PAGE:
There’s an old Chinese curse that says, “ May you live in interesting times. “
There is no doubt we are living in “interesting” times. The digitization of information has thrown many industries for a loop. X-rays are now read half a world away. Newspapers struggle to develop a new business model. And the neighborhood bookstore is getting hit from all sides. The big box stores are buying in bulk and selling for less, you can buy online and have the book shipped to your doorstep and the new digital book lets people buy online and the “book” is delivered through the ether.
Independent booksellers have banded together to buy in bulk and they have even signed on to offer digital books. They, like every small local business, are offering services to their clientele.
One example is the book club. Independent booksellers frequently provide a place for customers and prospects alike to gather, discuss and share their passion.
It’s basic manners to buy the book from the bookseller host. After all, selling books is how they make their living.
That said, I walked into The Fountain Bookstore in Shockoe Slip, Richmond, VA today to discover the owner, Kelly Justice, looking shell shocked. Kelly had for the first time in her career in retail just told a “customer” off. And she was still stunned at herself and at the idiot that had provoked her outburst.
Disclaimer: Kelly has been by book connection for over 20 years. I would claim her and her employees as my dependents if the IRS would let me. She and her staff are family and her shop is a home away from home. Kelly is charming and gracious as is the rest of her staff.
About an hour before I arrived Kelly hosted a book club. One of the attendees arrived sat down, reached in her purse and set her Kindle on the table. Kelly said she barely heard a word that was said during the book club she was so transfixed by the Kindle sitting right there out in the open. Her assistant, Tess, was furious.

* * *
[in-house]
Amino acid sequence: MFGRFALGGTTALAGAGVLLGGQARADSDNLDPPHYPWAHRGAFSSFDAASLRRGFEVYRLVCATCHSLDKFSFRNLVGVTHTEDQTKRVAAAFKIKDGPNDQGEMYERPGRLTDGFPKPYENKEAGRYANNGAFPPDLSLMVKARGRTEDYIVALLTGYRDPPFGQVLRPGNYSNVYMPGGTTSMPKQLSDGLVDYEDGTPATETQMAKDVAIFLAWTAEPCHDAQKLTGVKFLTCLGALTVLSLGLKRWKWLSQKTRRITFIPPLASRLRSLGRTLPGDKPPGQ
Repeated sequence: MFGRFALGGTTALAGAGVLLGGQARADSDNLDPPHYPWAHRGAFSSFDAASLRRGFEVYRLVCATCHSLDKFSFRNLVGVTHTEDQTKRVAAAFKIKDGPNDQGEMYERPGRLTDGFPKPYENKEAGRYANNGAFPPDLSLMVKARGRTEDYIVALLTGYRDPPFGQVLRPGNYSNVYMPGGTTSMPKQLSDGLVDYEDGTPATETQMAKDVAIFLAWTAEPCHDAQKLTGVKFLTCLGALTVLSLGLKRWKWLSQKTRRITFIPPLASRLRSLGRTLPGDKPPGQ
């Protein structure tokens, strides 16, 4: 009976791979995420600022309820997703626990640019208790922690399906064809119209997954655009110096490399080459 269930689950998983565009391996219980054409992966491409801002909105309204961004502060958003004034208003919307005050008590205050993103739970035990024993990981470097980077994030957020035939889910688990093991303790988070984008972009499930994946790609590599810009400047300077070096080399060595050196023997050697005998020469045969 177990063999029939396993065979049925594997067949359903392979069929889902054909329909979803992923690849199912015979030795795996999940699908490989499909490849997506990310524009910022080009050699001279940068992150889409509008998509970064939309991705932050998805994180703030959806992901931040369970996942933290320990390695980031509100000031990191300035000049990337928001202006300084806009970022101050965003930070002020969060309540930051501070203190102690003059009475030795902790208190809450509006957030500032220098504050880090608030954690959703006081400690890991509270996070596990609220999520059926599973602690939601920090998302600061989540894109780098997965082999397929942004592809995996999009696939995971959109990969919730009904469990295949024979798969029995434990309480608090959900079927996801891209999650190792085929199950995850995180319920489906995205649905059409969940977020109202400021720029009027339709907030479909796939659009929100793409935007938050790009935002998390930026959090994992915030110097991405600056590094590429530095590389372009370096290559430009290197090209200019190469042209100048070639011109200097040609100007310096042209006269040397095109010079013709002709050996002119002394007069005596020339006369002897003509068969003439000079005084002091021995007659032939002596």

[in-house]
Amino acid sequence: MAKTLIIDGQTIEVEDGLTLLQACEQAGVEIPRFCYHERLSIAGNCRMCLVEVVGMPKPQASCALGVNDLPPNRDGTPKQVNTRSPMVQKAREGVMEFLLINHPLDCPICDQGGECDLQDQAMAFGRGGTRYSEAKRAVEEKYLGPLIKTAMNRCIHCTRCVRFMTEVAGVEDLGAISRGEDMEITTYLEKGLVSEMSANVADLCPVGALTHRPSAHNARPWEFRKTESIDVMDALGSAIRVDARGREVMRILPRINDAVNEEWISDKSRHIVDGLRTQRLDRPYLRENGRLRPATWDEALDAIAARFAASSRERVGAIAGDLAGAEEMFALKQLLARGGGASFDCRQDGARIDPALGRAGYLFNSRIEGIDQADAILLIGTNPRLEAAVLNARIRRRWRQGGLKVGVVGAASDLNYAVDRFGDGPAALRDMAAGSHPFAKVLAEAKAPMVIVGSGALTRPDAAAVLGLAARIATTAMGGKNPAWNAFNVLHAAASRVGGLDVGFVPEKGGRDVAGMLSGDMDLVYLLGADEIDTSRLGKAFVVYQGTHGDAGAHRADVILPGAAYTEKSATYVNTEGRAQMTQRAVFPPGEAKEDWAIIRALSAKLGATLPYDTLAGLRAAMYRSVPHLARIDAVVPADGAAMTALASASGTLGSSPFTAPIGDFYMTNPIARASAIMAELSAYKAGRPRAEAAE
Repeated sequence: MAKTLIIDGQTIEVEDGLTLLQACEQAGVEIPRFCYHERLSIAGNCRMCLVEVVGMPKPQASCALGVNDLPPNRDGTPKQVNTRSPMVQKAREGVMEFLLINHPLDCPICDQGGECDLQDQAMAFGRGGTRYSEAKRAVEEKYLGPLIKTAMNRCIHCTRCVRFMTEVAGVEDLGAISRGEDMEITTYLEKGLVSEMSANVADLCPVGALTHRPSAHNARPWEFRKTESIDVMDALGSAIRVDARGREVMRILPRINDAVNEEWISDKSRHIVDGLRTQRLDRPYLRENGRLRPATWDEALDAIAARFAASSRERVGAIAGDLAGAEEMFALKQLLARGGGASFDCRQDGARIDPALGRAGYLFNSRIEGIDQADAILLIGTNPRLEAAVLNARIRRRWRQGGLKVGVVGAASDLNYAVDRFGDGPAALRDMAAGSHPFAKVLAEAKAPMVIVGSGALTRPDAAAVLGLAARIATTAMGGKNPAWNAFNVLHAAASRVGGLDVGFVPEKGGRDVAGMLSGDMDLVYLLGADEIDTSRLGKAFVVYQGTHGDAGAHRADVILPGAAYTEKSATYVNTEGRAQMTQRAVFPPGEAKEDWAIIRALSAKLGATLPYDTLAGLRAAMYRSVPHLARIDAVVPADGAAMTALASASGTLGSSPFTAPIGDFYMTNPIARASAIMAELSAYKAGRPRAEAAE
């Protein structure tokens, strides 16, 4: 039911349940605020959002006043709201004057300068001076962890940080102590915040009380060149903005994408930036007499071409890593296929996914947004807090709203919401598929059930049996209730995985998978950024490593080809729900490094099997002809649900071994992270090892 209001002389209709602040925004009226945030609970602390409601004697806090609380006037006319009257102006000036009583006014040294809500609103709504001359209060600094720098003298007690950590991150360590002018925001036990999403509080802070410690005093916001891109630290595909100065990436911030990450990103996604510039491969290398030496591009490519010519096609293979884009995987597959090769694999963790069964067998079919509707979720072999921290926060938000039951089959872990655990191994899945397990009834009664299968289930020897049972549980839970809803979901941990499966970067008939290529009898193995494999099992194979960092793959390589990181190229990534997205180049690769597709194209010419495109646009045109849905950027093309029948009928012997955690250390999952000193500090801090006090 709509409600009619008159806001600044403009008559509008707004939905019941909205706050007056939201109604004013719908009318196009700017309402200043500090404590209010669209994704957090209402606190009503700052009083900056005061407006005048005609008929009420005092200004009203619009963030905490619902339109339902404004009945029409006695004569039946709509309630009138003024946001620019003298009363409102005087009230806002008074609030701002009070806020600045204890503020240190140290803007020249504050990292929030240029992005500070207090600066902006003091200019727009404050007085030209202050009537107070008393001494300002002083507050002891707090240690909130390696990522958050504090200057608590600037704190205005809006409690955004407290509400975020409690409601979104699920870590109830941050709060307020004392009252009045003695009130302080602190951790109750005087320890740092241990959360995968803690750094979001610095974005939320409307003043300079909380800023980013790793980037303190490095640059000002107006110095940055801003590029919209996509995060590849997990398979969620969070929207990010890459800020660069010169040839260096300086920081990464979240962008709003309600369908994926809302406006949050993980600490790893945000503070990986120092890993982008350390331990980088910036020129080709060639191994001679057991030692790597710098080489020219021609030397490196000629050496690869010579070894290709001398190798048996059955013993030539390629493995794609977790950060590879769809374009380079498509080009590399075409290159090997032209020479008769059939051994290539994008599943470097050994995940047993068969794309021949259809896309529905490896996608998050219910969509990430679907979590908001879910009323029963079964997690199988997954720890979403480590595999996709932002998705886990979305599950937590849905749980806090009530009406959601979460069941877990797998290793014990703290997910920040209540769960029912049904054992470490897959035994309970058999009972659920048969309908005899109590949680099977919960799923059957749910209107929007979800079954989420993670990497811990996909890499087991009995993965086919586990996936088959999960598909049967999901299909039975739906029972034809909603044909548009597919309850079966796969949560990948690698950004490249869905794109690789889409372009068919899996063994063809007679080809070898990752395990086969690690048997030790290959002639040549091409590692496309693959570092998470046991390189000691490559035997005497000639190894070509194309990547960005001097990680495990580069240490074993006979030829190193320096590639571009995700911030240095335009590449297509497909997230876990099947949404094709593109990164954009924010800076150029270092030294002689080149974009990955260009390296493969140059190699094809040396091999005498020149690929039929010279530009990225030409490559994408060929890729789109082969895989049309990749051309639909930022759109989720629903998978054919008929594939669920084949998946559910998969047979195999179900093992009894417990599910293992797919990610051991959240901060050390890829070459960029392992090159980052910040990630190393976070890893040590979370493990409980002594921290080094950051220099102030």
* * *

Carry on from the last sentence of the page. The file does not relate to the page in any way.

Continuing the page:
Afterwards, Kelly explained to the woman that Kindles can only purchase from Amazon. At which point the woman stated she would never buy a book from The Fountain, because she lived in a small apartment and was on a fixed income and had no room and that the Kindle had been a gift. The woman refused to acknowledge her rudeness. Kelly said she finally lost it and told the woman to get out of her shop.
The woman seemed to think that she was entirely within her rights to use Kelly’s services with no intention of doing business. The expression that comes to mind is “idiot”.
I subscribe to the concept that the customer is always right. It’s just that not all customers are right for me. In this case the woman had no intention of being a customer she simply felt entitled to freeload.
Bringing a Barnes & Noble Nook or a Sony Reader to an independent bookstore is fine, because you can buy e-books for them from the shopkeeper. Bringing a Kindle is a slap in the face.
I commend Kelly for being as patient and polite as she was.
The next time some boor pulls a stunt like that I hope Kelly lets Tess give them a piece of her mind.
><(("> Gayle Turner
Gayle is a ><(("> Team Member at Catch Your Limit, a consulting firm headquartered in Richmond, Virginia. To learn more, visit www.catchyourlimit.com.